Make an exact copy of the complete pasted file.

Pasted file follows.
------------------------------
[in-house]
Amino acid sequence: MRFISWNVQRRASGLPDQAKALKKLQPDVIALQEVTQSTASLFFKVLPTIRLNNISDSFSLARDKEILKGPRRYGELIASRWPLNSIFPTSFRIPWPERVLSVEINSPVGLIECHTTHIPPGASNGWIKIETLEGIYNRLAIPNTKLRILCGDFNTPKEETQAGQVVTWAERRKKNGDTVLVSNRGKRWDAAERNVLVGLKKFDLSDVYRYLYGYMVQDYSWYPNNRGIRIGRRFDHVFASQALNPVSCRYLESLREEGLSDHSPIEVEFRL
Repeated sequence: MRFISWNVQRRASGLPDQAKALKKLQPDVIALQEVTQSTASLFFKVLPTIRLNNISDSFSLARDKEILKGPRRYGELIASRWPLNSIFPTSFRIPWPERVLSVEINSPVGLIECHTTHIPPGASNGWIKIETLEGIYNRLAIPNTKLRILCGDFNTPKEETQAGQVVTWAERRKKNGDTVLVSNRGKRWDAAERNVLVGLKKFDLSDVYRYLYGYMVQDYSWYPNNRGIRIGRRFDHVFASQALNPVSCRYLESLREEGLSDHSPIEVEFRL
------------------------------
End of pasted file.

[in-house]
Amino acid sequence: MRFISWNVQRRASGLPDQAKALKKLQPDVIALQEVTQSTASLFFKVLPTIRLNNISDSFSLARDKEILKGPRRYGELIASRWPLNSIFPTSFRIPWPERVLSVEINSPVGLIECHTTHIPPGASNGWIKIETLEGIYNRLAIPNTKLRILCGDFNTPKEETQAGQVVTWAERRKKNGDTVLVSNRGKRWDAAERNVLVGLKKFDLSDVYRYLYGYMVQDYSWYPNNRGIRIGRRFDHVFASQALNPVSCRYLESLREEGLSDHSPIEVEFRL
Repeated sequence: MRFISWNVQRRASGLPDQAKALKKLQPDVIALQEVTQSTASLFFKVLPTIRLNNISDSFSLARDKEILKGPRRYGELIASRWPLNSIFPTSFRIPWPERVLSVEINSPVGLIECHTTHIPPGASNGWIKIETLEGIYNRLAIPNTKLRILCGDFNTPKEETQAGQVVTWAERRKKNGDTVLVSNRGKRWDAAERNVLVGLKKFDLSDVYRYLYGYMVQDYSWYPNNRGIRIGRRFDHVFASQALNPVSCRYLESLREEGLSDHSPIEVEFRL